About $1.6 billion worth of construction-related spending for K-12 building projects was back on the ballot for Tuesday after the Wisconsin Supreme Court overturned Gov. Tony Evers’ order that would have postponed the election to June.
The bulk of the scheduled referendums is for the Racine Unified School District, which has put forward a $1 billion, 30-year proposal, one of the biggest such requests to go before voters in state history. But that’s only one among many big referendums that will be on the ballot.
Racine aside, more than three dozen school districts are seeking permission to spend about $600 million on everything from school construction and expansions to maintenance and building improvements, according to JobTrac, the Daily Reporter’s online bidding service. Of the 58 referendums on the ballot, 43 would pay for some sort of construction work.
The referendums follow on a series of recent elections that have brought billions of dollars worth of school construction to Wisconsin contractors. In April 2019, voters approved $678.4 million in construction-related referendums. In 2018, more than $2 billion worth of construction-related referendums were passed in total in the spring and fall elections — setting an all-time record.
The current coronavirus outbreak is likewise bringing much uncertainty for school officials. Jim Strick, communications manager for the Neenah Joint School District, said district leaders are unsure what a low-turnout election will mean for its referendum seeking $114 million for a new high school.
“Everything has changed over the last month,” Strick said. “For us, we’re moving ahead. We still feel this would make a great impact on our community.”
Besides the construction of a high school, the district is asking voters for permission to close a middle school it had sought to rebuild last year and move four grade levels into the district’s existing high school. The referendum would allow the district to spend $160 million on improvements — $150 million for the new high school and another $10 million for other projects.
The district is working with Bray Architects and Miron Construction for pre-construction work on the project. The companies had also worked on a referendum plan for Neenah last April.
Strick said the district’s middle school, first built in 1928, is falling apart. In December, a 1,000-pound chunk of the building’s original ceiling fell through a drop ceiling and onto the stage of the school’s auditorium. Luckily, Strick said, the outdated auditorium is rarely used and no one was then in the room.
Historically, the district has not put enough money aside for maintenance work, Strick said, and Neenah’s schools are showing their age.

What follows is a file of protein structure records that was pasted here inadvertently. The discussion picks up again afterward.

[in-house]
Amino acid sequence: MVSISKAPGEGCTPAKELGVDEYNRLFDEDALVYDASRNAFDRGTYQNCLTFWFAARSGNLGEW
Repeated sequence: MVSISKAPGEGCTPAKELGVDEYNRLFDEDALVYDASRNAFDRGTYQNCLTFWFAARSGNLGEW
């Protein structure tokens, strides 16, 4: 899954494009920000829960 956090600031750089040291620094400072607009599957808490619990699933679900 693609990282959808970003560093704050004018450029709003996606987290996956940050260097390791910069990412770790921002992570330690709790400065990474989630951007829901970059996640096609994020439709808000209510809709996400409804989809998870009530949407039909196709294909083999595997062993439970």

“We’ve kind of taken a patchwork approach to facilities,” Strick said. “There have been no real serious renovations, no expansions of any kind.”
In Racine, officials are asking voters for permission to advance a 30-year plan that could cost more than $1 billion.
Shannon Gordon, the district’s Chief Operating Officer, said the plan would give the district authority to undertake a long-term overhaul of its schools rather than having to voters for permission for small improvements.
“Do we want to fund all of it upfront or do we want to come back to our community every four or five years?” Gordon said.
The referendum has earned endorsements in recent days from the Democratic presidential candidates Joe Biden and Bernie Sanders, as has a $87 million referendum Milwaukee Public Schools wants to use to cover operating expenses.
Should Racine’s referendum be approved, Gordon said the district could begin construction in the summer of 2021, following the completion of a district-wide evaluation of classroom standards. Ultimately, Racine could spend nearly $600 million on new construction work.
The district could begin with a plan to turn an elementary school in Sturtevant into a K-8 school. Other early projects could include a new elementary school and improvements to a district football field.
As is true for many districts around the state, schools in Racine are getting quite old, Gordon said. The district has five schools that were built before 1900, including one that dates to 1855. The district also has 13 schools built to keep up with Racine’s then-booming economy.
“We have worked very diligently to band aid and repair these schools,” Gordon said. “But they have far exceeded the manufacturer’s recommendation.”Follow @natebeck9